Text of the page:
Neutrals are breaking free from the constraints of white, grey and beige.
Enter reds, blues and greens - neutral is being redefined as something much more pigmented and bold. These are the interiors trends but I would suggest these tones have always been neutrals in the garden.
A neutral colour by it's definition is without colour but I'm not sure that's what many of us mean when we think neutral. When we say we are looking for something neutral it often means something harmonious or without contrast.
By it's very nature your garden is outdoors and often surrounded by earthy tones - large sways of planting, ocean views, blue skies and a variety of browns from tree trunks to timber decks. In these settings your harmonious colours are in these natural palettes.
What you may define as neutral for your interiors - soft, calming tones of white and grey - often create contrast in the garden whereas the greens, blues and earthy reds create harmony and a soft, calming vibe when they are in harmony with their surroundings.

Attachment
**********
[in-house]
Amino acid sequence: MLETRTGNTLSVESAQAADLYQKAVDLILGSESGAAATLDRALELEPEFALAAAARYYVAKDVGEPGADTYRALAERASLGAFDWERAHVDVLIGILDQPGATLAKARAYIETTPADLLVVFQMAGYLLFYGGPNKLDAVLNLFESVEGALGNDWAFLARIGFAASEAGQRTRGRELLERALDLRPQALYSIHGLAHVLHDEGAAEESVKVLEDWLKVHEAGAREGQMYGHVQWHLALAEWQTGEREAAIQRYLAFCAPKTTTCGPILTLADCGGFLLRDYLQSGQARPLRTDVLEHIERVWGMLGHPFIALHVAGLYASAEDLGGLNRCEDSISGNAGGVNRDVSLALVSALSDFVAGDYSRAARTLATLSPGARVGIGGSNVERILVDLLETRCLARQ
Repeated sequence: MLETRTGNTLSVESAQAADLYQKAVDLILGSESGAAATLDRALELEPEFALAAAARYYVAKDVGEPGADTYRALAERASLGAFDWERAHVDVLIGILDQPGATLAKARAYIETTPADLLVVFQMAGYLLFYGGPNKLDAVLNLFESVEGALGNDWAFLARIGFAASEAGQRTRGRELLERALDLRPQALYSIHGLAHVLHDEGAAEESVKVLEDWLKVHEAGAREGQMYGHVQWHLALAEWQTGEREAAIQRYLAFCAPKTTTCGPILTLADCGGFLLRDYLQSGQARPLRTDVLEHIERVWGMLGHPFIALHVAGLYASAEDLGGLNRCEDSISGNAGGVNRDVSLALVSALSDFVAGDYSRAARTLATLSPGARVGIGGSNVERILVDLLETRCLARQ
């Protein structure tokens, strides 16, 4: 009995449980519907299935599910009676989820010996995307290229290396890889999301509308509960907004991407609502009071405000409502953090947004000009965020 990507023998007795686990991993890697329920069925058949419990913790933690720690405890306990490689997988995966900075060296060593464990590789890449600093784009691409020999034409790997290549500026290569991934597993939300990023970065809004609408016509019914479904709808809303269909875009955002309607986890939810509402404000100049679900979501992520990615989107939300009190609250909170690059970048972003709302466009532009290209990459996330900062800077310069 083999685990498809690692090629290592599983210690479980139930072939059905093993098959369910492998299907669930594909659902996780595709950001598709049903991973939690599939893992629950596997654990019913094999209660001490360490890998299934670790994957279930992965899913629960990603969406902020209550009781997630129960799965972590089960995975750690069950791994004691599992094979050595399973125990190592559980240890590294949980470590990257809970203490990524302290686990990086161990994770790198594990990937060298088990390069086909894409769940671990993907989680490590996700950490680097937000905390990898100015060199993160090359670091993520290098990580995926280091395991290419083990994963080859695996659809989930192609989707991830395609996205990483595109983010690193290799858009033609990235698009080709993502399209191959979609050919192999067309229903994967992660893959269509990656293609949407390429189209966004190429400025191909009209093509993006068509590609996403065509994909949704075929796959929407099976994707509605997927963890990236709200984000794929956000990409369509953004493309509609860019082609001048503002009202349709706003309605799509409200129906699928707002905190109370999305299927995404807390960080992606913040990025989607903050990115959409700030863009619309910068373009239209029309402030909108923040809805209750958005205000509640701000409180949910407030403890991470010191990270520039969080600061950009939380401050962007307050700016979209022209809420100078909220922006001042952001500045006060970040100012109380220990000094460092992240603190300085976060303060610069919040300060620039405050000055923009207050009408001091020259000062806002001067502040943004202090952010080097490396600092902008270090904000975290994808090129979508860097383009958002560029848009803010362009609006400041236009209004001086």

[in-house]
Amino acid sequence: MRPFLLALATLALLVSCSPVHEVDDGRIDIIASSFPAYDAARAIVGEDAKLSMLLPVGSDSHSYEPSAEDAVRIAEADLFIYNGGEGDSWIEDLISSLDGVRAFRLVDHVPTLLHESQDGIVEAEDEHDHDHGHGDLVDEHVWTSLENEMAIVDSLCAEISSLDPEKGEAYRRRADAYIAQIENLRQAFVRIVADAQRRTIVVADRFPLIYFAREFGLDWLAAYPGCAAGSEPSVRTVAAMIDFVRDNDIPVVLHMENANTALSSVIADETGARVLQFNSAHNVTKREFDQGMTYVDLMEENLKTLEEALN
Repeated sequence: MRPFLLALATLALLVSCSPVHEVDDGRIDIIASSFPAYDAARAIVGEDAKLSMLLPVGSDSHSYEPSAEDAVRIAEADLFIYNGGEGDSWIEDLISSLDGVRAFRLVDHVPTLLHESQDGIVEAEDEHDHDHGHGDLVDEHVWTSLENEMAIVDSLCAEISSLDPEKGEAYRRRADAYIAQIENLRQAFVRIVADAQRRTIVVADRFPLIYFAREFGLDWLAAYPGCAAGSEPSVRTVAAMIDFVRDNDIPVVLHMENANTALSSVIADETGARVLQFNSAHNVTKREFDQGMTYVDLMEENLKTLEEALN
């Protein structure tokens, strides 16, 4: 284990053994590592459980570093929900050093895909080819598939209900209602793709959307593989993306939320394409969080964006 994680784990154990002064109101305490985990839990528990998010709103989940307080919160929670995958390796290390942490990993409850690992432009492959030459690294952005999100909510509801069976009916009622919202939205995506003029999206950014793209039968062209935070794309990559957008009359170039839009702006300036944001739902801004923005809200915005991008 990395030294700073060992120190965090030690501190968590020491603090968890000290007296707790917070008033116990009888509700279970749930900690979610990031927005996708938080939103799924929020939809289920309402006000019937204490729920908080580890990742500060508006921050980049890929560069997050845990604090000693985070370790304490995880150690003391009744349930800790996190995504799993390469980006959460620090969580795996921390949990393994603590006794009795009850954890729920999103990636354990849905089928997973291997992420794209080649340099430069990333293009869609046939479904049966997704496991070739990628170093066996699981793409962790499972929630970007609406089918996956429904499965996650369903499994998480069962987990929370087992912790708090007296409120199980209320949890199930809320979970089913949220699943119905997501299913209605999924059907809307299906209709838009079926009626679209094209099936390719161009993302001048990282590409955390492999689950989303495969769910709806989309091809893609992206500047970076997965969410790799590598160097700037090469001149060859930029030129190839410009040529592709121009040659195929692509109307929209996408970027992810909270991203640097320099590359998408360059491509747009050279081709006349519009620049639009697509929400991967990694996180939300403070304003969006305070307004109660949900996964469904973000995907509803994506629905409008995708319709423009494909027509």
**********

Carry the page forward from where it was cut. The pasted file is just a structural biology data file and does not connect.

The neutral in the above space is most definately the Cactus - blending beautifully with the planting and the decking. While the Cotton White and Ice Mint almost provide a pop of bright colour.
With many designers agreeing that black is now a neutral and the proliferation of dark charcoal or black cladding being used now colours such as Anthracite, Deep Blue and Acapulco Blue can become a neutral.
While shades of the earth such as Red Ochre and Nutmeg make the perfect neutral in some settings. Particularly when you add the warmth of timber slats and an eclectic collection of chairs.
So when extending your neutral palette from indoors to out think about using the tones naturally present in your garden to create that soft, haromious and neutral scheme. And explore the full Fermob colour chart to discover your perfect neutral.